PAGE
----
The platform was developed by JSC Zhasyl Damu with the support of France’s Technical Center on Air Pollution and Greenhouse Gases. The system is administered by JSC Zhasyl-Damu, while the beneficiaries are the Climate Change Department and the Committee for Environmental Regulation and Control of the Ministry of Energy of the Republic of Kazakhstan.
Kazakhstan is one of the largest emitters of GHG in Europe and Central Asia with total annual national emissions of 300.9 MtCO2e in 2015. The energy sector accounts for 82% of total GHG emissions, followed by agriculture (9.6%) and industrial processes (6.4%). More than 80% of produced electricity in Kazakhstan is coal-fired, followed by natural gas (7%) and hydro power (8%).
Kazakhstan proposed as its Nationally Determined Contribution (NDC) an economy-wide reduction of GHG emissions of 15% from 1990 emissions levels by 2030. Kazakhstan ratified the Paris Agreement in November 2016 and committed itself to the fulfilment of the proposed target as its first INDC. The objective will contribute to sustainable economic development as well as to the achievement of the long-term global goal of keeping global temperatures below 2 degrees Celsius.
Religious buildings in Kazakhstan to be labeled 16+
New restrictions on religious activities are emerging in Kazakhstan. Will they help to fight extremism?
According to the Government bill introducing amendments to the laws on religious activities and associations, adolescents should be forbidden from attending mosques, churches and synagogues if they are not accompanied by one of the parents and don’t have written consent of another parent.
Schools and the media are going to be forbidden from talking about the belief systems of various religions as well.
By implementing these and other measures, Astana intends to combat religious extremism. However, the crackdown on religion has already set the country four years back: in 2017 the Republic of Kazakhstan returned on the list of countries where the religious situation arouses concern of the US State Department Commission on International Religious Freedom. Kazakhstan last appeared on the list along with Afghanistan, India, Indonesia and Laos in 2013.
Is the proposed bill really going to help to contain the spread of radical Islam, and to what extent does it conform with international human rights standards?
The Concept of State Policy towards Religion, adopted in 2017, shows that the authorities strive to expel religion from public space altogether and promote an ideology of “secularism”. Their thinking is understandable: with no contact between members of differentreligions, there will be no inter-religious conflicts.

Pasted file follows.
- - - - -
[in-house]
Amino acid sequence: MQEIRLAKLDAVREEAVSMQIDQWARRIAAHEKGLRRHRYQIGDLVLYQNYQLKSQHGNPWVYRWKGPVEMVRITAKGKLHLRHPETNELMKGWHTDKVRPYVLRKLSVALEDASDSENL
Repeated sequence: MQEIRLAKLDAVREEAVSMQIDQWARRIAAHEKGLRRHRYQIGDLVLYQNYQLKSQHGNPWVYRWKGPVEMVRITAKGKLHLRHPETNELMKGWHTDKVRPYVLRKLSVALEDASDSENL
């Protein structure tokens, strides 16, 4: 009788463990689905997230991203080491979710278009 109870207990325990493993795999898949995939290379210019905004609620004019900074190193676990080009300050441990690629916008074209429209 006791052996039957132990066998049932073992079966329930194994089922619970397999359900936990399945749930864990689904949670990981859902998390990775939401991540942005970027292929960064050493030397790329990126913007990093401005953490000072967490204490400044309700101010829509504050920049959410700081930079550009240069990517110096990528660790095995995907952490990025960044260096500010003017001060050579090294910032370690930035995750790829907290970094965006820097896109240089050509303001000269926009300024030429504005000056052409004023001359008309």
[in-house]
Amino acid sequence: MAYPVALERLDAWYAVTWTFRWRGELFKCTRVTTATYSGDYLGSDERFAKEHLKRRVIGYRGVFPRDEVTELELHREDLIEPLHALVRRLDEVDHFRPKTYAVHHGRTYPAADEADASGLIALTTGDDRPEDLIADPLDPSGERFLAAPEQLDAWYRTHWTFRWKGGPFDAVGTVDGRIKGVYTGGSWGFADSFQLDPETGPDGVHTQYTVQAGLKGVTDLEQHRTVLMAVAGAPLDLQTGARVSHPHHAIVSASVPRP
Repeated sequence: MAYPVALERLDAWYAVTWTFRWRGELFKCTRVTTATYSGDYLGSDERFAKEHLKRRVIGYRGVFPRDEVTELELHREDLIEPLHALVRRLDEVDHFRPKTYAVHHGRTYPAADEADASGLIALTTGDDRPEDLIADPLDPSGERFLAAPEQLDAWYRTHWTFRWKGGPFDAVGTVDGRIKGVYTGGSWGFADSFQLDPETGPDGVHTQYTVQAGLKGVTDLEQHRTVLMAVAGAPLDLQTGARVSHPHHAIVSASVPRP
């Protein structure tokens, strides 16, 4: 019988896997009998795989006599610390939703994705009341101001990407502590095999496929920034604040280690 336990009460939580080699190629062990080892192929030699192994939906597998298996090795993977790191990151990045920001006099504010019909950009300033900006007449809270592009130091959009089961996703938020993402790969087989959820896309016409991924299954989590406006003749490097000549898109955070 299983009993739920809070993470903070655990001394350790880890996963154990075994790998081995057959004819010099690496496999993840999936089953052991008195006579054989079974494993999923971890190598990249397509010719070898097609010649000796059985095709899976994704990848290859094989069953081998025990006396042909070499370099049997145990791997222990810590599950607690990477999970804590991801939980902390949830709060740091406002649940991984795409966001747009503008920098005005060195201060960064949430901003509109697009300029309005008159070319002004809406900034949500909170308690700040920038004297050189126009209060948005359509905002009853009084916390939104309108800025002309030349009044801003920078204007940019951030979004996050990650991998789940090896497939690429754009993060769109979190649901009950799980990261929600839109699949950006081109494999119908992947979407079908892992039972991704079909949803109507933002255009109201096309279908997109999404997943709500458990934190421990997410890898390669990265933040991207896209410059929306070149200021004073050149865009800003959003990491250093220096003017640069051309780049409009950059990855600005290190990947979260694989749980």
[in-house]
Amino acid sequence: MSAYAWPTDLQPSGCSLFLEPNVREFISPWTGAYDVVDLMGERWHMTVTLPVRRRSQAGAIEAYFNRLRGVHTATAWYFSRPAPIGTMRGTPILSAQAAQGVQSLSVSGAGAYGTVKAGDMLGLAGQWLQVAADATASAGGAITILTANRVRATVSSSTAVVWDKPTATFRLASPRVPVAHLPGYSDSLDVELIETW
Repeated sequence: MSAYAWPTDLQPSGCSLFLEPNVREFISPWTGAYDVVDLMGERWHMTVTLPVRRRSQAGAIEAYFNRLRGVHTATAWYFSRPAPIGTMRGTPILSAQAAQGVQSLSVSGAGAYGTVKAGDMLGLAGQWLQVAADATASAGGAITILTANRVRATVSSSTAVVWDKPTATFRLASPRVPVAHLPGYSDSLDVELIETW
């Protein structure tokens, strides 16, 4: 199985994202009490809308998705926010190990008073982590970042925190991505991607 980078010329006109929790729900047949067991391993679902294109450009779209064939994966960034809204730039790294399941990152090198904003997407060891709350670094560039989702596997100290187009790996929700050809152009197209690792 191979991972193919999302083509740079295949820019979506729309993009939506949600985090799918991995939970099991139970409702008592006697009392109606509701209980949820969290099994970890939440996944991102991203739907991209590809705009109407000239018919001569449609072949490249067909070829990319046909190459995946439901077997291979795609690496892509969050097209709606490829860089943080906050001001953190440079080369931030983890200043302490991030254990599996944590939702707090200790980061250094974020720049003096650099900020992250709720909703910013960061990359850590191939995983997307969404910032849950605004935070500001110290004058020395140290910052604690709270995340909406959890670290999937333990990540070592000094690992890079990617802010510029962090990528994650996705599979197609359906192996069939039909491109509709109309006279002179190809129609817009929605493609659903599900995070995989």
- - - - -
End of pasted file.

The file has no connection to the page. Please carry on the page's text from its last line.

However, according to the European experience, prohibitive policy does not bring the expected results. In a multicultural society, the lack of information about the beliefs of other religions only increases tensions. Silencing the matter of religion and obstructing religious education reduces the ability to critically evaluate the extremist ideologies,while increasing the opportunityto spread false information aimed to promote inter-religious discord.
In addition, various summer camps, excursion and pilgrimage activities organized by religious communities are going to be banned if the bill is adopted. It includes those traditional religious confessions that the Government routinely thanks for promoting the inter-civilizational dialogue, youth development and the maintenance of stability, peace and prosperity in the society. A large number of children and teenagers will be deprived of their usual social circles and leisure activities.
As a result of such unconstitutional state interference and bureaucratic obstacles, children and teenagers will be denied the right to practice the religion of their family even when outside educational, medical and other state institutions. Not to mention that parents will be entitledby law to restrict the right of their children under the age of 16 to choose their faith.
Moreover, according to the proposed legislation, if a minor is found in a prayer room“illegally”, the responsibility will fall on the religious organization in question. Consequently, the clergy will need to alienate and discourage the younger generations from attending their own churches, so as not to get fined and fall within the scope of the restrictions on the religious activities!
At the same time, actual extremist organizations will go underground and get more freedom than their peaceful competitors. Obviously, the unruly youth will turn not to those imams, priests or rabbis unable to go beyond the restrictive framework of formal prohibitions. They will go to the “real” preachers who offer communion, new religious experience, something to devote yourself to, a sense of self-worth (even if as suicide bombers).
It is in the interests of all religious leaders, and indeed the whole world, to prevent such a terrible scenario from happening and to return Kazakhstan on the path of civilizational dialogue and inter-confessional cooperation. Otherwise, any participation in the VI Congress of Leaders of World and Traditional Religions in the Astana Palace of Peace and Reconciliation can be seen as not only dishonorable and hypocritical, but also unsafe.